Obstructive Sleep Apnea Myths & Facts
Understanding Sleep Apnea
Sleep apnea is one of those conditions that people may throw around casually in conversation, some may joke that a person’s heavy snoring may be sleep apnea, and though it is a condition that seems to be a part of common knowledge, what are the facts about sleep apnea?
Sleep apnea is a condition that exists in two forms and affects a person’s breathing while they sleep. With sleep apnea, people may stop breathing during their sleep, which leads to interrupted sleep in which the brain wakes up the body to resume breathing. With more serious cases of sleep apnea, people may wake up hundreds of times a night.
There are two types of sleep apnea: obstructive sleep apnea and central sleep apnea. Obstructive sleep apnea is the more common form of the two, caused by a blockage in the airway when soft tissue collapses (naturally) during sleep. With central sleep apnea, the airway is not blocked but there is an issue with the brain signaling the muscles to breathe.
There are a number of risk factors that increase your chances of having obstructive sleep apnea, according to the Mayo Clinic
Sleep apnea affects approximately 18 million Americans.
Though most people are not aware that they may be experiencing it. Obstructive sleep apnea, if left untreated, could lead to a number of complications in your waking life. Daytime fatigue and sleepiness may occur due to consistent awakenings in the middle of the night. In other words, with obstructive sleep apnea, you may not be able to get a full, good night’s sleep. As a result, people may experience irritation, drowsiness, and fatigue during the daytime.
In more serious conditions, obstructive sleep apnea could lead to cardiovascular issues. Due to sudden drops in blood oxygen levels, obstructive sleep apnea could increase one’s blood pressure and lead to an increased risk for heart disease. It may also cause abnormal heart rhythms due to inconsistencies with inconsistent oxygen supply.
Though sleep apnea can have serious, adverse effects on your health, it is a treatable condition. To treat obstructive sleep apnea, it is important to fully understand the condition, know the facts, and recognize the signs and symptoms so that you can seek the treatment necessary. Here we take a look at the myths and facts about obstructive sleep apnea.
Myth #1: I don’t snore, so I don’t have sleep apnea.
Fact: Though people with obstructive sleep apnea do commonly snore, snoring is not a prerequisite for having obstructive sleep apnea. Obstructive sleep apnea is caused by the relaxation of the muscles in the back of your throat, which obstruct normal breathing. These muscles, responsible for the structure of your soft palate, the uvula (the hanging thing in the back of your throat), your tonsils, and your tongue. When these muscles overly relax, these structures grow soft and could obstruct the airway, making it narrower and thus more difficult to breathe. Snoring is one side-effect of these muscles and structures softening, but just because you do not snore, this doesn’t necessarily mean you do not have sleep apnea. In fact, many people are not even aware they have obstructive sleep apnea and believe they’ve slept an entire night without waking up once.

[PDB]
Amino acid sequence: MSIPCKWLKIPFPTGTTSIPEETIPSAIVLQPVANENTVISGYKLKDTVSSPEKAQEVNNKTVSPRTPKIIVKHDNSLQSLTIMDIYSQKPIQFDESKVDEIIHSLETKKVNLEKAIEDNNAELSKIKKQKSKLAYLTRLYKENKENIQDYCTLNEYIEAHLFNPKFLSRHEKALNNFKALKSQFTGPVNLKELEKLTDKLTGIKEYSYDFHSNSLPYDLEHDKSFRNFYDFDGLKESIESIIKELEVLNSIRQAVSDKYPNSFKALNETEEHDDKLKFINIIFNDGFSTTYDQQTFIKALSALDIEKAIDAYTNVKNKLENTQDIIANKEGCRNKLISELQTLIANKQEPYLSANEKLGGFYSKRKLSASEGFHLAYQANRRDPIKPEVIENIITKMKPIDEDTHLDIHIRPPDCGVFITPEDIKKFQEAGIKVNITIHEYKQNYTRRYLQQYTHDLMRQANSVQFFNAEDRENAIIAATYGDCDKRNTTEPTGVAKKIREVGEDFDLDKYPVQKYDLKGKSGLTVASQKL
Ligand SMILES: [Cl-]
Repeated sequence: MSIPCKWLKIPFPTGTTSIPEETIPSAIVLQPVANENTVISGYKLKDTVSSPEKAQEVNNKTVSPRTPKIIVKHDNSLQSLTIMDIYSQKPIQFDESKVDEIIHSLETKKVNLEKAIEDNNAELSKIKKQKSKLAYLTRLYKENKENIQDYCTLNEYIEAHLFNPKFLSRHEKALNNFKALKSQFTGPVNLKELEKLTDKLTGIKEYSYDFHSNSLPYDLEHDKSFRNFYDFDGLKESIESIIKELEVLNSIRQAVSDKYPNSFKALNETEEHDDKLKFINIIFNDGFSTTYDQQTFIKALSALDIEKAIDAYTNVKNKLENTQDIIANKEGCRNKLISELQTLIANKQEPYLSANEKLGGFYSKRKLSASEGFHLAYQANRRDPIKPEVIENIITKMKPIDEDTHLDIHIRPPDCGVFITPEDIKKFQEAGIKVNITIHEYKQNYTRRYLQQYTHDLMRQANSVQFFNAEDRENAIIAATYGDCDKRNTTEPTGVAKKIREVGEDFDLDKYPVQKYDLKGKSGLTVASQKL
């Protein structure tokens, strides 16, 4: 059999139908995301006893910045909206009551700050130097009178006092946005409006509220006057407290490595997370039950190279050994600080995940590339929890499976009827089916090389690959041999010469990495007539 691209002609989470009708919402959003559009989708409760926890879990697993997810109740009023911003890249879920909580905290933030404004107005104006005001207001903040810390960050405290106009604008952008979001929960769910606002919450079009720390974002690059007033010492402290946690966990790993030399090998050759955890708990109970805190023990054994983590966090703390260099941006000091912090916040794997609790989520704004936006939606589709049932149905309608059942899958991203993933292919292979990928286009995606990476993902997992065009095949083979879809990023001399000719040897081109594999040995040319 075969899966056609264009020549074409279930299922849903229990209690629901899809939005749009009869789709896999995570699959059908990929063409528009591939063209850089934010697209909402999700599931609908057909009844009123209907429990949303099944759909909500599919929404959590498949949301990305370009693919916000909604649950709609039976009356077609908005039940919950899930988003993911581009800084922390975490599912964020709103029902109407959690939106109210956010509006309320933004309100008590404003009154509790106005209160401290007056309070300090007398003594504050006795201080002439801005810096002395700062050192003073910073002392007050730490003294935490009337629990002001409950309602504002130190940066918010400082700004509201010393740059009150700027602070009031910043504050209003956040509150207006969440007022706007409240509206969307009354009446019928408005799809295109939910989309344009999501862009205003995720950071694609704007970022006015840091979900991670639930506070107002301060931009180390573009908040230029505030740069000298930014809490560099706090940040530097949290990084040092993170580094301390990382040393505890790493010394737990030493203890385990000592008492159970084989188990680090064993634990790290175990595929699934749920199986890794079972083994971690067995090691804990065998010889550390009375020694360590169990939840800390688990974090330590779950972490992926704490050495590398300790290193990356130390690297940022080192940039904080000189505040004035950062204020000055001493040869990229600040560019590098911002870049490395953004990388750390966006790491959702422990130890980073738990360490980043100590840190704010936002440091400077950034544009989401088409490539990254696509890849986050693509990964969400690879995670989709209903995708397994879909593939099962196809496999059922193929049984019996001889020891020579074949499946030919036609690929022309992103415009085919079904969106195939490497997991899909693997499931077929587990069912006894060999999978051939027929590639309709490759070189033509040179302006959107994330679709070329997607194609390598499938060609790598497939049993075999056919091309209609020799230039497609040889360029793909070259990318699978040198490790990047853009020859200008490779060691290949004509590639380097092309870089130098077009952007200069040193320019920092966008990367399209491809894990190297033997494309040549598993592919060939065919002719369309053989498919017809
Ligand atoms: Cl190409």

Myth #2: I’m not overweight, so I don’t have sleep apnea.
Fact: While it is true that being overweight is a risk factor for sleep apnea, it is not a prerequisite. People of all shapes and sizes could experience sleep apnea. The reason this myth exists is because, according to Mayo Clinic, “Around half the people with obstructive sleep apnea are overweight. Fat deposits around the upper airway may obstruct breathing. However, not everyone with obstructive sleep apnea is overweight, and vice versa. Thin people can develop the disorder, too.”
At the same time, it’s important to note that being overweight does increase the risk for developing obstructive sleep apnea and as such, a person who experiences mild sleep apnea might benefit from a healthy diet and exercise. The loss of a few pounds could help minimize the condition of obstructive sleep apnea.
Myth #3: Sleep apnea is not treatable – it’s just something you’ve got to live with.
Fact: Actually, obstructive sleep apnea is a treatable condition! The first step is to identify whether or not you are experiencing the symptoms of sleep apnea. If you sleep next to a partner, ask them about your sleep patterns through the night and whether or not you wake yourself up after a period of constricted airflow. They may also experience restlessness due to your sleep apnea. If you find yourself experiencing any of the daytime symptoms of fatigue and drowsiness, or feeling generally tired upon waking up with a headache, it may be a sign you experience sleep apnea.
Schedule a Consultation
If you believe you may be experiencing obstructive sleep apnea, the first step is to consult with us at Sound Sleep Medical. We provide sleep tests, in which we monitor your sleep patterns to learn more about how you sleep and whether or not you do in fact experience obstructive sleep apnea. From there, depending on the severity of the condition, we’ll recommend treatment – most commonly in the form of continuous positive airway pressure (CPAP), a mask that provides air flow pressure all night to keep airways open and breathing regular; oral appliance therapy, a mouthpiece that supports the structures in your mouth to keep airways open; or in more severe cases, surgery.